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Sujata Srinivasan / WNPR

The head of Connecticut Innovations, Claire Leonardi, has announced her resignation from the quasi-state agency. Leonardi has led Connecticut’s technology investment arm for almost three years. 

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It’s the holiday season, meaning it’s time for Americans to hit the stores for Christmas sales and New Year's bargains. This November and December, millions of shoppers will peruse the aisles of big-box stores and chain retailers, hoping to find the coolest gifts and lowest prices.

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Carving birds? Knitting sweaters? Paper cutting? Blowing glass? If you're a crafts person, paid or unpaid, please call and tell us what it adds to your life.

When it needs to serve 75,000 raw oysters to 3,000 people in one weekend, Washington D.C.'s landmark Old Ebbitt Grill calls in reinforcements. It hires expert oyster shuckers to help out with its Oyster Riot event each year. And for most of the last 20 years, those experts have included 59-year-old George Hastings.

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Connecticut’s medical devices industry could benefit from the change in control in Washington next year as Republicans vow to repeal a tax that was put on device makers almost two years ago.

It's a busy time of year for turkey farmers around the country. And these days, with the growth of the local food movement, small family farms are struggling to keep up with all the orders for birds. So, we went to find out what one New England farmer is doing to get her gobblers from the field to the table. Enter the "abattoir."

Henry Epp / NEPR

In a few days, Massachusetts voters will decide whether to keep the state’s casino law in place, or repeal it.

The NPR Ed team is discovering what teachers do when they're not teaching. Artist? Carpenter? Quidditch player? Explore our Secret Lives of Teachers series.

When she's not teaching second-graders in Connecticut, Mei-Ling Uliasz turns bottle caps and little tin cars and brass protractors and other found objects into whimsical "upcycled" jewelry.

Tell us about your secret life.

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Small retailers in the state are being urged to save money on utility bills this winter, beginning with a free energy audit. The Connecticut Retail Merchants Association is running a program in conjunction with the state’s electric utilities, designed specifically for independent stores. 

Jay Galvin / Creative Commons

Sometimes called trams, sometimes called trolleys, the streetcar was once a primary method of transportation in many American cities. Nowadays, well, not so much. But as many metropolitan districts grapple with issues like traffic congestion and economic development, some have begun looking to streetcars as a potential solution.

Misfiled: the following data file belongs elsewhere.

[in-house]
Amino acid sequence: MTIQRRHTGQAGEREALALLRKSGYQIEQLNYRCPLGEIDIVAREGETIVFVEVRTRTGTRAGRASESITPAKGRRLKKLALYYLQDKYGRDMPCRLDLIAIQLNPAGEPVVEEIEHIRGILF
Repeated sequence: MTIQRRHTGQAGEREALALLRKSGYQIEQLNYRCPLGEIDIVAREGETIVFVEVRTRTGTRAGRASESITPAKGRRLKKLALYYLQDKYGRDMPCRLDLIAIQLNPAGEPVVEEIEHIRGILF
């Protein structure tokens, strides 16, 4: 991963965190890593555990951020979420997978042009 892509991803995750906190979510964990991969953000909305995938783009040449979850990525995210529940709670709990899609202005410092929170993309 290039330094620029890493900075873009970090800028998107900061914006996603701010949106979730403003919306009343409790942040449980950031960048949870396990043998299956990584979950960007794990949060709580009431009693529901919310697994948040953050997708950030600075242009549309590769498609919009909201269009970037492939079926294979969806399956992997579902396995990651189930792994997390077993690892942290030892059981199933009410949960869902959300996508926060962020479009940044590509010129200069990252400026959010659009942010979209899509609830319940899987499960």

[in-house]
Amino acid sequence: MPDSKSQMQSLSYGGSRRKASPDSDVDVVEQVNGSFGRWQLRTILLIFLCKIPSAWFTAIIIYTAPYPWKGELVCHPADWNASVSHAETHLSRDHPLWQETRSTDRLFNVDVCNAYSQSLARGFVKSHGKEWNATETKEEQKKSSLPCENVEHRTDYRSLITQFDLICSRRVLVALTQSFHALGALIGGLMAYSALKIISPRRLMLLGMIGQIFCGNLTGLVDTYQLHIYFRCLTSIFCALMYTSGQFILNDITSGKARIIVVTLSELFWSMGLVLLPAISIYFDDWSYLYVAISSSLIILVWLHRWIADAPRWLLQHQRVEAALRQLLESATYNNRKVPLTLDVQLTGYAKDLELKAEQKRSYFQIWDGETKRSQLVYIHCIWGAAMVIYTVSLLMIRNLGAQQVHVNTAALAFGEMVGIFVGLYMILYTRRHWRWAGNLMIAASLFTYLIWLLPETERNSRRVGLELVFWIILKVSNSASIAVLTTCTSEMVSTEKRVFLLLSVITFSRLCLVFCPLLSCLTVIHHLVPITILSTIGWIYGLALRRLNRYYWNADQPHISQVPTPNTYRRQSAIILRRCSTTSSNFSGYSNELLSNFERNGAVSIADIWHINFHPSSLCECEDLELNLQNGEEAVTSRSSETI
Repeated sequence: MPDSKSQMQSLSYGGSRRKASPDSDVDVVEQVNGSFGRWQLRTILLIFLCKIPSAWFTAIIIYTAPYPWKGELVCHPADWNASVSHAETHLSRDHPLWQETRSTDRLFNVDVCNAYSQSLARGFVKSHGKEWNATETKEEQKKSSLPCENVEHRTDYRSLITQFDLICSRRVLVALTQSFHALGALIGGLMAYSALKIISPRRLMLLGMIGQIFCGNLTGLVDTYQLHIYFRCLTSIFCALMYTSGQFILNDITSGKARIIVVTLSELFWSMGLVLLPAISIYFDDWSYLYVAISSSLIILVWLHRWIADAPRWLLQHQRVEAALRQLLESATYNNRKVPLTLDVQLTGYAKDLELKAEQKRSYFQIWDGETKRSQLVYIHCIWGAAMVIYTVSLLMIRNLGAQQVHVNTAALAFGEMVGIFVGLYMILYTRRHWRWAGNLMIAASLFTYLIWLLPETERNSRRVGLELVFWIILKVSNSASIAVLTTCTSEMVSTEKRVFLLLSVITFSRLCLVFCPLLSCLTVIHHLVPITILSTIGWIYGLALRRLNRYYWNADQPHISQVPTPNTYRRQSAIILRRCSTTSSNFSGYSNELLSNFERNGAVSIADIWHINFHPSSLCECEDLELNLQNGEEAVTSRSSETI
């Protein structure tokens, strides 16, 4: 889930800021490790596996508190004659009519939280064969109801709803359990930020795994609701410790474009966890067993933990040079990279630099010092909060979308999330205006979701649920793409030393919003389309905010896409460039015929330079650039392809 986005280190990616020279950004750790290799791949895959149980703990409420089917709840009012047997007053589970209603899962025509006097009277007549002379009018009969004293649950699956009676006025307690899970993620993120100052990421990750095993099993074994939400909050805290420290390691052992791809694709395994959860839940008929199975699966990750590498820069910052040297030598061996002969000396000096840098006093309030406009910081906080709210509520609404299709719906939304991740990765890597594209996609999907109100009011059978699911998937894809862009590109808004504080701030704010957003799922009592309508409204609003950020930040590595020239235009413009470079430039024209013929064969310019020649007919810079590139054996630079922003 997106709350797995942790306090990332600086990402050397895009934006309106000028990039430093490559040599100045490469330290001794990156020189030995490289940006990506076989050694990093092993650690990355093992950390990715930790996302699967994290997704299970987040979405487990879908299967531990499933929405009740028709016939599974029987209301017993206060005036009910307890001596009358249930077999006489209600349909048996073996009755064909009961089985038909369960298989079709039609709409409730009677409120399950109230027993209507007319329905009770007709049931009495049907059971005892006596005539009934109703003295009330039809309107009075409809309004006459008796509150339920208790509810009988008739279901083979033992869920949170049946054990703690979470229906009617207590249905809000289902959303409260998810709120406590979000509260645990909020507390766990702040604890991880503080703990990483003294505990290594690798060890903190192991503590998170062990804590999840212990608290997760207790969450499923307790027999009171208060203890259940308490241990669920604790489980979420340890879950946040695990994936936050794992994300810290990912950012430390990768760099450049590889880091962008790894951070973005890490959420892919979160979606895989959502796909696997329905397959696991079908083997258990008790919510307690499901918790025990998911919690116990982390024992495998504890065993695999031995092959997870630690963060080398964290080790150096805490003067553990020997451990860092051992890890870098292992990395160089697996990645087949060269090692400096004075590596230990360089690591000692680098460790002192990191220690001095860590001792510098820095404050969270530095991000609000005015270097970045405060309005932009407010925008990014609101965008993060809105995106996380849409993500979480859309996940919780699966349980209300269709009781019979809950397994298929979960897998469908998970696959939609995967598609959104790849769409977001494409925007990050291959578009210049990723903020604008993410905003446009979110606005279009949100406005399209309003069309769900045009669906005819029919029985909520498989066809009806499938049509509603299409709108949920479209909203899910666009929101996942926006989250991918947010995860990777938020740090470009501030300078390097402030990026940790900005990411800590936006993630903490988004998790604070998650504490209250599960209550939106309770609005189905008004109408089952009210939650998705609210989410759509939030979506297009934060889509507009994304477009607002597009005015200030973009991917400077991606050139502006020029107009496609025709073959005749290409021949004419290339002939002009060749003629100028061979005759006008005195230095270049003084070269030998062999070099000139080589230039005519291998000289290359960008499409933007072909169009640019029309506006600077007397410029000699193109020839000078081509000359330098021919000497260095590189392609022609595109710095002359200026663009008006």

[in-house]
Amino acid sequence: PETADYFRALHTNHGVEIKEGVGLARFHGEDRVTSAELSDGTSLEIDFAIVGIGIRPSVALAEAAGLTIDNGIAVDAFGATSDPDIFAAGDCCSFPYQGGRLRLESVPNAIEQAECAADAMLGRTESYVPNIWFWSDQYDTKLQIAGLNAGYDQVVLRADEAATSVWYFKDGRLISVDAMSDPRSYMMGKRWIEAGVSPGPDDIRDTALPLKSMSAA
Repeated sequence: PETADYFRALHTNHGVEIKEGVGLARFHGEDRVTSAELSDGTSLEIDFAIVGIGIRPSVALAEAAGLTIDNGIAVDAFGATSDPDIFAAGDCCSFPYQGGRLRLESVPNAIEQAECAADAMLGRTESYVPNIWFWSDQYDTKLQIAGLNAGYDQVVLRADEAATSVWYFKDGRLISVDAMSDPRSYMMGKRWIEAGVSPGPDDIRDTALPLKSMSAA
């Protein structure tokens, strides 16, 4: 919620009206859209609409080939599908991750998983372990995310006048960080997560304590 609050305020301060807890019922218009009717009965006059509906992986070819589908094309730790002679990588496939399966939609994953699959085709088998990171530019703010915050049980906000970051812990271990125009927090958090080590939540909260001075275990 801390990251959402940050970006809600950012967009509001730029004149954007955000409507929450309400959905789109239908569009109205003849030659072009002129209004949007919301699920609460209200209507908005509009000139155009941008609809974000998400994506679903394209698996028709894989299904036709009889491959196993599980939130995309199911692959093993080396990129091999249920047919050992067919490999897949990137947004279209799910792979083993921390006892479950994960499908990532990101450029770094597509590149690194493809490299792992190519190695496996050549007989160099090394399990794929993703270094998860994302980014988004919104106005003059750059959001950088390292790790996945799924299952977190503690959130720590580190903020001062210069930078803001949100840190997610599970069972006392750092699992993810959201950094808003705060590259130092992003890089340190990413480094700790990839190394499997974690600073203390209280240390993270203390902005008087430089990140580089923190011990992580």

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The state’s health insurance marketplace has been congratulated for its success in getting individuals enrolled, but insurance brokers say small businesses aren’t signing up. 

Sujata Srinivasan / WNPR

The city of Waterbury claims many firsts. The first brass in America was rolled here. It’s where the first pewter buttons were made, and the first Mickey Mouse watch was produced. One historic store on Bank Street sells products that are still uniquely made right here in Connecticut. 

Mayor Bill de Blasio signed an executive order Tuesday that effectively raises the hourly wage for thousands of workers in New York City. The city says its expansion of the Living Wage provisions will boost yearly earnings for the lowest-paid workers from $16,640 to $27,310.

From New York, NPR's Joel Rose reports:

Chion Wolf

You might say that the two great loves of Edwin Thrall’s life were his wife, Flicka, and his daughter, Janett -- his only child, who he wanted to protect --  so he built his third great love, a square dance hall, a place where his wife could dance, and his daughter could be safe.

In a 1997 documentary, Ed Thrall said that he wanted a place to call square dancing. "I wanted a place for Janett to have her friends, and give them recreation that we thought was civilized, and moral, and helpful, and would last them as long as they lived."   

Chion Wolf / WNPR

This hour, we talk about two Connecticut dance halls, each springing from the vision of two very different men who took their respective dance halls down very different paths. One's dream soared, bringing thousands of concert-goers to over 3,000 acts over an eleven-year history. The other's dream stalled, his elaborate dance hall sitting idle for decades.

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